I’m sitting at my desk on the trading floor, and the sun is pouring into the room. I look at the clock: if I pick up the pace, hopefully I’ll be able to leave by 4. It’s Sunday, and I still want to make it home in time to cook dinner. But I want to grill a fresh fish, which means I need to stop at the market first, and time the train perfectly so that I don’t get stuck in the heat holding a dead, rotting fish. –deep sigh-
This isn’t an atypical day. I work from my client site 7 days a week, on a bad week, and 6 days on a good week. One weeknights, I stay until 8 or 9, but on weekends, I try to leave “early.”
“This is what I worked so hard for. This is what I wanted.” I remind myself. I’m a management consultant and team lead on a high-visibility project at a Fortune 500 company, at a top-tier firm, and I have the distinction of overseeing the work of our many subcontractors.
I’m extremely well compensated for my time, but I don’t have the time to spend or enjoy the money at all.
Still, these hours will all but guarantee my top-rank and bonus.
I close out the tab on my browser: “Go Curry Cracker.” It’s a blog written by a man and his wife who saved 70% of their income to invest and retire in their 30’s and now they travel around the world for a living, living off of the interest.
I glance back at the clock then open my spreadsheet tracker: 10ish more years and then I’m out.
When you’re on the path to early retirement but you’re not happy in your current situation, saving $1,000,000 (or whatever your number is) feels so far away. But what if I told you that you only need a fraction of that?
What if I said that the key to living more isn’t $1,000,000 but half of that, or a quarter of that, or, if you’re young enough, 1/10 of that.
Perpetual part-time work. How much is part-time?
2 days a week.
3 days a week.
4 days a week.
6, 7, 8, or 9 months a year.
The choice is yours.
But as I began the transition to early retirement, I started envisioning what my ideal life would look like, and I decided that I didn’t want to spend more than 1/10thof my time on work (work defined as “things that I do for money”), and that ten years was too long to bring that to fruition.
There are 168 hours in a week, and for years, I worked upwards of 80 hours a week (common in consulting, investment banking, and tech).
That meant that over 50% of my entire existence was on work or work activities: commuting, dry cleaning, preparing for work, thinking / planning about work. And somehow, I was supposed to fit in a healthy sleep schedule, 10,000+ steps a day, cooking 3 balanced meals a day, a social life, leisure activities, passion projects, volunteer work, and general “maintenance” like nail and hair appointments, waxing appointments, cleaning the house, running errands, grocery shopping.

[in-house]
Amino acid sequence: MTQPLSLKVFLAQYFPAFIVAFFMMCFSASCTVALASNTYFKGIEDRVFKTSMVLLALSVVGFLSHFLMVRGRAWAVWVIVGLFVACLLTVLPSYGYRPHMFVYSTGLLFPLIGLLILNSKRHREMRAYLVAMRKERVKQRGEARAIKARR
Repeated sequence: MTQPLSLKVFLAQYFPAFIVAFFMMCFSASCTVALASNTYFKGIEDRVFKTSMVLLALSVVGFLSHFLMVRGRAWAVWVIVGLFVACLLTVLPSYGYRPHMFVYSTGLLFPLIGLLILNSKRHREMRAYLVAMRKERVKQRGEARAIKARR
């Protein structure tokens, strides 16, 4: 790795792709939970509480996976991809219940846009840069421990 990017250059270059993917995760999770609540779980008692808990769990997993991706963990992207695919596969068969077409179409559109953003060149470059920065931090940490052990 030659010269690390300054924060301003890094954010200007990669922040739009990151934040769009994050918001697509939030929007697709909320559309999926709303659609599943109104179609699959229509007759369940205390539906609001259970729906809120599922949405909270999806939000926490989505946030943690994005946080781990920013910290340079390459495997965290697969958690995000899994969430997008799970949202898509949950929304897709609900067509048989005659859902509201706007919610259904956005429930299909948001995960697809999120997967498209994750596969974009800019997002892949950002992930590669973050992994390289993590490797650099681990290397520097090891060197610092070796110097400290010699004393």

Oh, and overcompensating for being at work so much by also trying to be the perfect wife: waking up before my husband to make him breakfast, cooking dinner and packing his lunch and snacks, cleaning around him while he watched TV. No wonder getting divorced felt like a massive weight off of my shoulders. Womp.
I refused to believe that I couldn’t do it all, though. If I just found the perfect productivity hack, or the right shortcut, surely, I could keep up this balancing act, right?
But I still felt time poor. I couldn’t shake the feeling that I was spending too much time at work, and not enough on the things I loved. Outsourcing help was merely a Band-Aid solution – I had to work less.
One of my favorite entrepreneurs and writers, Ramit Sethi, likes to say, “show me your calendar and I’ll show you your priorities.”
We make time for the things we value. Period. If my passion projects were critical to me, I’d have to make the time for them – without sacrificing the equally important time for sleep and health.
Before, I dedicated almost half of my life to work and (all things work related) – now, I spend less than 10% of my time on work. Next year, I’m dropping this to less than 5%.
Working way less is the obvious change, but let’s dig a bit deeper:
Since I’ve made this drastic lifestyle overhaul, I’ve come to a few big realizations:
Now, how can someone actually start a semi-retired lifestyle?
The Main Four Approaches:
If you’re new around here, this may sound unrealistic, but all of these case studies are based on real life people, including myself.
Semi-retirement may not be the right choice for you, but if you’re burnt out at work, and want to scale back, whether it be for family obligations, personal interests or leisure, consider amping up your income and scaling back the excess.
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